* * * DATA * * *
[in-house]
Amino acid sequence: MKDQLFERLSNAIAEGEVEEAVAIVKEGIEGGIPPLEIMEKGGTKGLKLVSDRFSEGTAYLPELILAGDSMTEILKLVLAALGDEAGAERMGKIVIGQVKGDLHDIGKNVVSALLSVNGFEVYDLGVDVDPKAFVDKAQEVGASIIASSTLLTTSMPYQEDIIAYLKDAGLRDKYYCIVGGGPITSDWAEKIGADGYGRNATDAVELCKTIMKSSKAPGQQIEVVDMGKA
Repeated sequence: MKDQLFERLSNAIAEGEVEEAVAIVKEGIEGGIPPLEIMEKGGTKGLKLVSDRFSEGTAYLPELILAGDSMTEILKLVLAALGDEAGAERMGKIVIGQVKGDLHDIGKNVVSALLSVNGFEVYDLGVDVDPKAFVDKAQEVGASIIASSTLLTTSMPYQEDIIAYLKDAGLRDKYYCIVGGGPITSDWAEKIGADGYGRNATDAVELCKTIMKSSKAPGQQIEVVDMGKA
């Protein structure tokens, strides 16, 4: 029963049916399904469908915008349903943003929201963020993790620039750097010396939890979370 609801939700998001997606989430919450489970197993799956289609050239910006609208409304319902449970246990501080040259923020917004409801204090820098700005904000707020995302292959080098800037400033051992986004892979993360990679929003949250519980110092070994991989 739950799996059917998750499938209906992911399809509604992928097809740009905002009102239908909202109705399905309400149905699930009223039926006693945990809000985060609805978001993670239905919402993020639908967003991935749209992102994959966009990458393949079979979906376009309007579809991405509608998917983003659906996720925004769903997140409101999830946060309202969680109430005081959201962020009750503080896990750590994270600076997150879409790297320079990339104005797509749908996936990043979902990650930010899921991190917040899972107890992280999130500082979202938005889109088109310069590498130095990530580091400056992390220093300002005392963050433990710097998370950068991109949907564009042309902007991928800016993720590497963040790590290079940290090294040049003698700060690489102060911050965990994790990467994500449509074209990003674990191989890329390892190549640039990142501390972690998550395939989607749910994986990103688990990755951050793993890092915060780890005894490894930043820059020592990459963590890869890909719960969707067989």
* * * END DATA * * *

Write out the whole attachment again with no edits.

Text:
[in-house]
Amino acid sequence: MKDQLFERLSNAIAEGEVEEAVAIVKEGIEGGIPPLEIMEKGGTKGLKLVSDRFSEGTAYLPELILAGDSMTEILKLVLAALGDEAGAERMGKIVIGQVKGDLHDIGKNVVSALLSVNGFEVYDLGVDVDPKAFVDKAQEVGASIIASSTLLTTSMPYQEDIIAYLKDAGLRDKYYCIVGGGPITSDWAEKIGADGYGRNATDAVELCKTIMKSSKAPGQQIEVVDMGKA
Repeated sequence: MKDQLFERLSNAIAEGEVEEAVAIVKEGIEGGIPPLEIMEKGGTKGLKLVSDRFSEGTAYLPELILAGDSMTEILKLVLAALGDEAGAERMGKIVIGQVKGDLHDIGKNVVSALLSVNGFEVYDLGVDVDPKAFVDKAQEVGASIIASSTLLTTSMPYQEDIIAYLKDAGLRDKYYCIVGGGPITSDWAEKIGADGYGRNATDAVELCKTIMKSSKAPGQQIEVVDMGKA
């Protein structure tokens, strides 16, 4: 029963049916399904469908915008349903943003929201963020993790620039750097010396939890979370 609801939700998001997606989430919450489970197993799956289609050239910006609208409304319902449970246990501080040259923020917004409801204090820098700005904000707020995302292959080098800037400033051992986004892979993360990679929003949250519980110092070994991989 739950799996059917998750499938209906992911399809509604992928097809740009905002009102239908909202109705399905309400149905699930009223039926006693945990809000985060609805978001993670239905919402993020639908967003991935749209992102994959966009990458393949079979979906376009309007579809991405509608998917983003659906996720925004769903997140409101999830946060309202969680109430005081959201962020009750503080896990750590994270600076997150879409790297320079990339104005797509749908996936990043979902990650930010899921991190917040899972107890992280999130500082979202938005889109088109310069590498130095990530580091400056992390220093300002005392963050433990710097998370950068991109949907564009042309902007991928800016993720590497963040790590290079940290090294040049003698700060690489102060911050965990994790990467994500449509074209990003674990191989890329390892190549640039990142501390972690998550395939989607749910994986990103688990990755951050793993890092915060780890005894490894930043820059020592990459963590890869890909719960969707067989």